The Veterinary Hospital – Canine Brucellosis Information Sheet

What is Canine Brucellosis?

Canine Brucellosis is an infectious disease caused by a bacterium called Brucella Canis.  It can affect several organs in a dog and affects the dog’s ability to breed.  It is zoonotic meaning it can spread to humans and cause disease in people.  Dog to human transmission (and indeed human to human transmission) is rare, but the disease and outcomes can be serious, especially with the very young, the very old, anyone who is immunocompromised or pregnant.

Where is Canine Brucellosis found?

Brucella is found throughout the world, but is more prevalent in certain countries, with some countries being free from disease.  The UK is considered free of the disease but there have been a rise in cases in imported dogs, the majority of which have come from Eastern Europe.

Which dogs are infected with Canine Brucellosis?

Canine Brucellosis can infect all ages, breeds and both sexes of dogs, although it is more common in adult dogs.

How is Canine Brucellosis transmitted?

Brucella is transmitted via bodily fluids (most commonly; vaginal discharge, semen, birth fluids and urine, but also; blood, milk, saliva, and faeces).  Birth and breeding are the most common times for transmission of the disease.

What are the symptoms of brucellosis in dogs?

Many dogs will show no signs of infection at all, but these are some of the symptoms your dog might experience:

  • Lethargy
  • Lameness or difficulty walking (due to back pain)
  • Miscarriage or weak, small and sickly puppies
  • Swollen lymph nodes
  • Persistent vaginal discharge or swollen testicles
  • A rash on their scrotum
  • Ocular changes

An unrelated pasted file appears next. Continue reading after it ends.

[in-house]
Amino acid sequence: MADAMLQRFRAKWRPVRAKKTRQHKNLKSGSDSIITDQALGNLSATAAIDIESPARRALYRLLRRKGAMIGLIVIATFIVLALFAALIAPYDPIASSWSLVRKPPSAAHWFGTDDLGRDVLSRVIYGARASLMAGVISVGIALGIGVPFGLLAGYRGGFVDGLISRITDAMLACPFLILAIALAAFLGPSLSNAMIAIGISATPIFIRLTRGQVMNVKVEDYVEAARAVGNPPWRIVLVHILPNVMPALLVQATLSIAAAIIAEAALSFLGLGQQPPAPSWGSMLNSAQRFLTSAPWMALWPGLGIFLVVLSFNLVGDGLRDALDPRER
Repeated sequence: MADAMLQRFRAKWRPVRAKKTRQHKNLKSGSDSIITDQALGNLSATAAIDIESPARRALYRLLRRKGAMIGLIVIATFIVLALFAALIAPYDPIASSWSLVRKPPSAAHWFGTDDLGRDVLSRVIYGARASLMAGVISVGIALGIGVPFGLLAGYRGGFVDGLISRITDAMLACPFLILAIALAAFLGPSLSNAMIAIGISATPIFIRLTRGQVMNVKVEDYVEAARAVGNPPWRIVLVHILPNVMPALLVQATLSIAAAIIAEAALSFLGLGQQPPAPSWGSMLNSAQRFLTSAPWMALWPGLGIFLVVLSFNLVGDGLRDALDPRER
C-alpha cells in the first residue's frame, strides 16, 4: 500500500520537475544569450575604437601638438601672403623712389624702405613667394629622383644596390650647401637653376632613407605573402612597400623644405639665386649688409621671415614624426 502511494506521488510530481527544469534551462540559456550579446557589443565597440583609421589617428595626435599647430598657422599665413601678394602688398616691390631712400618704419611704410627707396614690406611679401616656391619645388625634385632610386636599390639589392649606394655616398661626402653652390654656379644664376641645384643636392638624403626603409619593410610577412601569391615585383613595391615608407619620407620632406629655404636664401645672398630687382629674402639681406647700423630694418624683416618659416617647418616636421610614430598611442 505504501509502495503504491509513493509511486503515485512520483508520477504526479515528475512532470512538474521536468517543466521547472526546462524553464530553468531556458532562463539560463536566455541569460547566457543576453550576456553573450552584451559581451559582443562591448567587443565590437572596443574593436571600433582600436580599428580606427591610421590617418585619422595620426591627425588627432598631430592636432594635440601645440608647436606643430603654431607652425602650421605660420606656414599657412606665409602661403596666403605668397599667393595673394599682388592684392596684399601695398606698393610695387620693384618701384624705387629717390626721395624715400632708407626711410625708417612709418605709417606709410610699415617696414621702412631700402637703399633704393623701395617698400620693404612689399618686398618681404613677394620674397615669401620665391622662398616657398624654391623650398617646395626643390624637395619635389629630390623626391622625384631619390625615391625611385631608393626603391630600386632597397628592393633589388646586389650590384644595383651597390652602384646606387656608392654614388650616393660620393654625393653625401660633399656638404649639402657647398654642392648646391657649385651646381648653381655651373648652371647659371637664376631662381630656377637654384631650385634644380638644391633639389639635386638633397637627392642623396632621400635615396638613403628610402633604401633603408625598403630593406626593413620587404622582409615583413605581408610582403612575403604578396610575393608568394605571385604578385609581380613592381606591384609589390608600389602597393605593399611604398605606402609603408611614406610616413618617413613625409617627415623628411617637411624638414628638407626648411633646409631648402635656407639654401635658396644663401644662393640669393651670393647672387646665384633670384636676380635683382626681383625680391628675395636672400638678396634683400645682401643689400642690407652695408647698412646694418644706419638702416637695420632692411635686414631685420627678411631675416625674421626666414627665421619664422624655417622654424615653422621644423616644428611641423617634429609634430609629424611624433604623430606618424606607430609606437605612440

Dogs with Brucellosis will often miscarry a first pregnancy and become infertile. If they do manage to become pregnant, they may go to term but the puppies can be weak and may die soon after birth. Apparently healthy puppies can also be infected and suffer lifelong health problems.

What does canine brucellosis do to humans?

In humans Brucellosis can cause fever, chills, headaches, night sweats, swollen lymph glands fatigue and weight loss. In pregnant women there is a greater risk of miscarriage, foetal death and premature labour.

How is it diagnosed?

The recommendation from the British Veterinary Association, APHA and DEFRA is that we test all animals imported to the UK, but especially those imported form eastern European countries. It can take 4 months for the body to develop antibodies to an infection, so testing should be performed from 4 months after import.  We offer an in house screening test with results back the same day. Any positive tests will require an additional external laboratory tests for confirmation which we have to send off to the government (APHA laboratories).

What is the treatment for Canine Brucellosis?

While there are treatments which can help to some extent, there is no cure for this condition so once infected, dogs are infected for life. They may suffer some symptoms or not show any signs at all.

Antibiotics can help manage the condition but won’t completely clear it – they can continue to shed bacteria and potentially infect other animals and humans.

Unfortunately, we do not know the relationship between clinical signs and the likelihood of spreading the disease to other animals or people, as it is possible for an animal showing no clinical signs to shed the bacteria. Therefore, our primary recommendation is to test all at risk animals.